BEIRUT

Middle East

IAEA seeks detonator clarification from Tehran

US National Security Adviser Susan Rice delivers a speech during a visit to the Palmachim military base, south of the Israeli city of Tel Aviv, on May 9, 2014.(AFP PHOTO/DAVID BUIMOVITCH)

VIENNA: The U.N. nuclear watchdog has received an explanation from Iran about the development of detonators that can help set off an atomic explosive device, and has asked for further clarification, diplomatic sources said Friday.

How Iran responds to the U.N. agency’s questions about so-called Exploding Bridge Wire detonators is seen as an important test of its willingness to cooperate fully with a long-stalled probe into suspected atomic bomb research.

Iran says allegations of such activity are baseless, but has offered to help clear up the issues with the International Atomic Energy Agency, a Vienna-based U.N. body.

The United States says Iran’s readiness to tackle the IAEA’s concerns will be central to the success of efforts to reach a broader diplomatic accord to end the decade-old nuclear dispute, which Tehran and major global powers aim to sign by late July.

Iran provided information to the IAEA about the fast-functioning detonators, which it says are for civilian use, in late April, the sources said.

They said the IAEA had asked Iran follow-up questions, but they did not give details of these and there was no immediate comment from the IAEA or Iran.

“Answering questions about EBW is significant – assuming the answers are substantive and sincere – because it gets to the heart of one of the sticky issues involving allegations of past nuclear work of a possible military dimension,” said Mark Fitzpatrick, director of the non-proliferation program at the International Institute for Strategic Studies.

Iran wants an end to sanctions that are hurting its oil-dependent economy. After years of an increasingly hostile standoff with the West, last year’s election of the pragmatist Hassan Rouhani as Iranian president paved the way for a thaw.

Iran and the IAEA agreed in November on a step-by-step process to address allegations that Tehran may be seeking to develop a nuclear weapons capability. The Islamic Republic says its nuclear program is a peaceful energy project.

As one of seven measures to be implemented by May 15, Iran agreed to provide information on the EBW detonators.

The mere fact that Iran agreed to address the issue was seen as a breakthrough as the IAEA has tried for years, mostly in vain, to investigate allegations that the Islamic Republic may have worked on designing a nuclear warhead.

It was, however, one of the least difficult issues that were detailed in a landmark IAEA report in late 2011 that provided a trove of intelligence information pointing to past activities in Iran relevant to nuclear weapon development.

Western diplomats and experts caution that Tehran must still do more to address concerns about what the IAEA calls the possible military dimensions (PMD) of its nuclear program.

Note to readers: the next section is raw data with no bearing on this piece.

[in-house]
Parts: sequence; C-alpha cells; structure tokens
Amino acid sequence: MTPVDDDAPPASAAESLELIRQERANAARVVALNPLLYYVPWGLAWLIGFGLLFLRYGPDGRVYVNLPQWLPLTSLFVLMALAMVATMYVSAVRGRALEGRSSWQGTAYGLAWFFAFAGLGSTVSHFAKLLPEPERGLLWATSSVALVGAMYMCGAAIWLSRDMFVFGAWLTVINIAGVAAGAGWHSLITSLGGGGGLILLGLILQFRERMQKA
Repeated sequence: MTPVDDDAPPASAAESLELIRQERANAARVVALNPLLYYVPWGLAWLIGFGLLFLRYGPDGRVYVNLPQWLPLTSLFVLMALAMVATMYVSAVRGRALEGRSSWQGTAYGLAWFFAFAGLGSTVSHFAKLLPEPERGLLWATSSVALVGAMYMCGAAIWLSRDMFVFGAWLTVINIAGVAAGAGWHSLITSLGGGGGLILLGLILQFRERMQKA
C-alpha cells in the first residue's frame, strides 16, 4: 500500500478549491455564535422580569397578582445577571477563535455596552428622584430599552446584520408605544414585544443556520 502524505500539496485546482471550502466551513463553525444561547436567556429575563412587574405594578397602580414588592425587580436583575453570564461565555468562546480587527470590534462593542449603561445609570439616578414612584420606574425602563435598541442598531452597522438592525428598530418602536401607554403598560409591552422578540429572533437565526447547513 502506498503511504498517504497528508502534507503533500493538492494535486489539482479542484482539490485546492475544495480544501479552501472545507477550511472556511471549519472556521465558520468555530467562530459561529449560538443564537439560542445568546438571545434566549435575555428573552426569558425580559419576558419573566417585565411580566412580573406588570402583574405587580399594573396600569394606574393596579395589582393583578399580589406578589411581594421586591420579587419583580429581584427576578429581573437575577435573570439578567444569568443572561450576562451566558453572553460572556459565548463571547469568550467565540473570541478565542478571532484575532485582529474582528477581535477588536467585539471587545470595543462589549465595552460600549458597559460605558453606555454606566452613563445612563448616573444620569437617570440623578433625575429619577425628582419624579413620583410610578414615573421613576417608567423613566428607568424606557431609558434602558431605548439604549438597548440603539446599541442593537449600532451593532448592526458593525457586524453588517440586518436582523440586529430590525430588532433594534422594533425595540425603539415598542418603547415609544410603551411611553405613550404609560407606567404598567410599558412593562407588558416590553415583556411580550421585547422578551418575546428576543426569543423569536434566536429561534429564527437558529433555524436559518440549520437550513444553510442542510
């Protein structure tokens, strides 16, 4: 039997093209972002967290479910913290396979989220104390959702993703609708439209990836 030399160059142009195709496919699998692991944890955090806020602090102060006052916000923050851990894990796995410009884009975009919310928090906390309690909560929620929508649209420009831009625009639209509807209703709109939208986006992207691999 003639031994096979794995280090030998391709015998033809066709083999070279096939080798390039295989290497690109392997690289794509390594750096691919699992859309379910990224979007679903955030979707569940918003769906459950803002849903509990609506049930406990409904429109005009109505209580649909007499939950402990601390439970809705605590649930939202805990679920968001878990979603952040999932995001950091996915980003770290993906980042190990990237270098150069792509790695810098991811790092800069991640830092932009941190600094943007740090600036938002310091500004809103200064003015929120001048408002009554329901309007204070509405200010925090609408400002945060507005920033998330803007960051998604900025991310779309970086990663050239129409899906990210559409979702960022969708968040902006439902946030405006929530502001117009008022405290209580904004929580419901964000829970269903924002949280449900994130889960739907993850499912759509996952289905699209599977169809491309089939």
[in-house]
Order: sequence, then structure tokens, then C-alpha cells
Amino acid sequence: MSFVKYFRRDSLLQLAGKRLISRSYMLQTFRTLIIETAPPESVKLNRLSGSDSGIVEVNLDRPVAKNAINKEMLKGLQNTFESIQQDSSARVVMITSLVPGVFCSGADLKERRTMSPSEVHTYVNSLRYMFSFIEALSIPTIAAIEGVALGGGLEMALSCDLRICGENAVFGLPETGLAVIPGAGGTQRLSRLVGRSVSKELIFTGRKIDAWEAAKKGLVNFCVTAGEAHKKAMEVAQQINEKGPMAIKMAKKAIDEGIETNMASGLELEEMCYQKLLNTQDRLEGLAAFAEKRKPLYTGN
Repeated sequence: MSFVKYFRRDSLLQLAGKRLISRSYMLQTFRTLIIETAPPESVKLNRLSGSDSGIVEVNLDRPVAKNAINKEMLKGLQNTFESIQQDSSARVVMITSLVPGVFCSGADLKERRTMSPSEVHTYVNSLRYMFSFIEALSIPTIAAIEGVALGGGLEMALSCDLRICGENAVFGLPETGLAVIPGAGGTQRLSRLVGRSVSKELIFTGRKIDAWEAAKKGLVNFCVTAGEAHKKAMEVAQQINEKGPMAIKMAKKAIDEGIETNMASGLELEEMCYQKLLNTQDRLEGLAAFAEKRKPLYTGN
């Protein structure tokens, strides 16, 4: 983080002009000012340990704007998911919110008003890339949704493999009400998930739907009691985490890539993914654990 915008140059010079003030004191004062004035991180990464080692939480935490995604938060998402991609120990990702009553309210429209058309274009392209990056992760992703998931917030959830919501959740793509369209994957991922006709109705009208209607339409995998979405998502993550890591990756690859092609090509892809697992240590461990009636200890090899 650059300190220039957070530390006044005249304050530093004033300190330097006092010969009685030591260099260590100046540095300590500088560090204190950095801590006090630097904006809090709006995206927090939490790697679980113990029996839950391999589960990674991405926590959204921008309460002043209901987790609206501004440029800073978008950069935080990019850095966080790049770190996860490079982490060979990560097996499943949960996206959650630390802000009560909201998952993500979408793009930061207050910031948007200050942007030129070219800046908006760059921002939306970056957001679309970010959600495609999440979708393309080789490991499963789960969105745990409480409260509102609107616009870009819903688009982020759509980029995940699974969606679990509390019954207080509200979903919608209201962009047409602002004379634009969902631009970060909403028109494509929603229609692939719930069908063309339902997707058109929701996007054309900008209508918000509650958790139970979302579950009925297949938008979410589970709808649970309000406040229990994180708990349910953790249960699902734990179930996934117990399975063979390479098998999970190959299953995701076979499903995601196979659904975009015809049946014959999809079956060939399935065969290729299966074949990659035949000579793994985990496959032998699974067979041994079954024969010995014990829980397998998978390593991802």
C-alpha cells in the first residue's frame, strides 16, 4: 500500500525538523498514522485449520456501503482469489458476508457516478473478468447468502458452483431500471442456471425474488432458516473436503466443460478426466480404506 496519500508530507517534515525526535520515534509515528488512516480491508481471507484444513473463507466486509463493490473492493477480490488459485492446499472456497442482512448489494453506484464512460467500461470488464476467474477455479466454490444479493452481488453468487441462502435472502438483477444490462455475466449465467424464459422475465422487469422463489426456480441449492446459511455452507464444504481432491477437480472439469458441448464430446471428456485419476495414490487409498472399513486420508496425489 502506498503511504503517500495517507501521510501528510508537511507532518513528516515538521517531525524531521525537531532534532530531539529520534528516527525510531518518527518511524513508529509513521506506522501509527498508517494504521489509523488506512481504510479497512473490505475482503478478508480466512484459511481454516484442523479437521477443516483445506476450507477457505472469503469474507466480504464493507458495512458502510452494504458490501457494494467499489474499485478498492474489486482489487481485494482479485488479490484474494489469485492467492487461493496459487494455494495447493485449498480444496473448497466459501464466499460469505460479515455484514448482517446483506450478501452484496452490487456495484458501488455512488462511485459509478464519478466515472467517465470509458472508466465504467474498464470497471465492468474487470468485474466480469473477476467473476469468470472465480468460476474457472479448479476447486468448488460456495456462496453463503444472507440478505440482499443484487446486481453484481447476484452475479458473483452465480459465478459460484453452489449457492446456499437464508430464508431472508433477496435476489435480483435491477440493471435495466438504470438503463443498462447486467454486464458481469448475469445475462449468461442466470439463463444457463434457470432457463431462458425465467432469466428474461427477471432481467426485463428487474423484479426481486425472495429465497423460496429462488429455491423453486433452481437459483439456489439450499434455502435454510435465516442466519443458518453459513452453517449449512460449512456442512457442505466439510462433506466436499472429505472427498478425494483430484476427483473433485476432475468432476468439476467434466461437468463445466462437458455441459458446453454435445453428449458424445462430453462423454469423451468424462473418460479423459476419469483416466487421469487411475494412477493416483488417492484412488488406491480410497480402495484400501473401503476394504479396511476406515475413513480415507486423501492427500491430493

Iran and the IAEA have yet to agree on new measures to be implemented after May 15, the diplomatic source said.

Iran’s discussions with the IAEA are separate from its negotiations with six world powers on a long-term settlement of the nuclear dispute, but both sets of talks are aimed at ensuring that it does not develop nuclear weapons.

“How Iran deals with its work on explosive bridge wire detonators ... may provide clues as to how forthcoming Tehran will be on PMD issues,” Robert Einhorn, a former top U.S. State Department official on Iran, said in a report.

Iran’s interim agreement in November with the United States, France, Germany, Britain, China and Russia focused mainly on preventing it from obtaining nuclear material to build any future bomb, rather than on the question of whether it had sought atomic bomb technology in the past.

 
A version of this article appeared in the print edition of The Daily Star on May 10, 2014, on page 11.

Recommended

Advertisement

Comments

Your feedback is important to us!

We invite all our readers to share with us their views and comments about this article.

Disclaimer: Comments submitted by third parties on this site are the sole responsibility of the individual(s) whose content is submitted. The Daily Star accepts no responsibility for the content of comment(s), including, without limitation, any error, omission or inaccuracy therein. Please note that your email address will NOT appear on the site.

Alert: If you are facing problems with posting comments, please note that you must verify your email with Disqus prior to posting a comment. follow this link to make sure your account meets the requirements. (http://bit.ly/vDisqus)

comments powered by Disqus
Summary

Iran says allegations of such activity are baseless, but has offered to help clear up the issues with the International Atomic Energy Agency, a Vienna-based U.N. body.

Iran provided information to the IAEA about the fast-functioning detonators, which it says are for civilian use, in late April, the sources said.

They said the IAEA had asked Iran follow-up questions, but they did not give details of these and there was no immediate comment from the IAEA or Iran.

Iran and the IAEA have yet to agree on new measures to be implemented after May 15, the diplomatic source said.


Advertisement

FOLLOW THIS ARTICLE

Interested in knowing more about this story?

Click here